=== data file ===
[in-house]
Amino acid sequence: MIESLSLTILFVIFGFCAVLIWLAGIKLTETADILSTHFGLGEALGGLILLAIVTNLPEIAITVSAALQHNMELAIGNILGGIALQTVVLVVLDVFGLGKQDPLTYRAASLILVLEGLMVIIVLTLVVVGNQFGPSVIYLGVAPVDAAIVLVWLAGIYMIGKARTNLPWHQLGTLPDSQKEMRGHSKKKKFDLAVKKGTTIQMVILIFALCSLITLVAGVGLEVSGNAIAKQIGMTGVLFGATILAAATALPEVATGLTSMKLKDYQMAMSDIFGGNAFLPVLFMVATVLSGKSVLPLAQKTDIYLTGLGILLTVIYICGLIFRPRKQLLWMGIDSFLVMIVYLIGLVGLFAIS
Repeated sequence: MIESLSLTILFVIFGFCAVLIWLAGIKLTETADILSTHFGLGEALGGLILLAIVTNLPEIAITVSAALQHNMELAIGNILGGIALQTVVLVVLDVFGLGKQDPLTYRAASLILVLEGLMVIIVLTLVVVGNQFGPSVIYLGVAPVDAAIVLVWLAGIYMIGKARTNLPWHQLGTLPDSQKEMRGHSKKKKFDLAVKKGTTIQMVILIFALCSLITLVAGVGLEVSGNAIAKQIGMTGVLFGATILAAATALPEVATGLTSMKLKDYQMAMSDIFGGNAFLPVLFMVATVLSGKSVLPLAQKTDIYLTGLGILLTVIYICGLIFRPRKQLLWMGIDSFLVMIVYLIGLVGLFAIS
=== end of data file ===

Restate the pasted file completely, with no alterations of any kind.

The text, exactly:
[in-house]
Amino acid sequence: MIESLSLTILFVIFGFCAVLIWLAGIKLTETADILSTHFGLGEALGGLILLAIVTNLPEIAITVSAALQHNMELAIGNILGGIALQTVVLVVLDVFGLGKQDPLTYRAASLILVLEGLMVIIVLTLVVVGNQFGPSVIYLGVAPVDAAIVLVWLAGIYMIGKARTNLPWHQLGTLPDSQKEMRGHSKKKKFDLAVKKGTTIQMVILIFALCSLITLVAGVGLEVSGNAIAKQIGMTGVLFGATILAAATALPEVATGLTSMKLKDYQMAMSDIFGGNAFLPVLFMVATVLSGKSVLPLAQKTDIYLTGLGILLTVIYICGLIFRPRKQLLWMGIDSFLVMIVYLIGLVGLFAIS
Repeated sequence: MIESLSLTILFVIFGFCAVLIWLAGIKLTETADILSTHFGLGEALGGLILLAIVTNLPEIAITVSAALQHNMELAIGNILGGIALQTVVLVVLDVFGLGKQDPLTYRAASLILVLEGLMVIIVLTLVVVGNQFGPSVIYLGVAPVDAAIVLVWLAGIYMIGKARTNLPWHQLGTLPDSQKEMRGHSKKKKFDLAVKKGTTIQMVILIFALCSLITLVAGVGLEVSGNAIAKQIGMTGVLFGATILAAATALPEVATGLTSMKLKDYQMAMSDIFGGNAFLPVLFMVATVLSGKSVLPLAQKTDIYLTGLGILLTVIYICGLIFRPRKQLLWMGIDSFLVMIVYLIGLVGLFAIS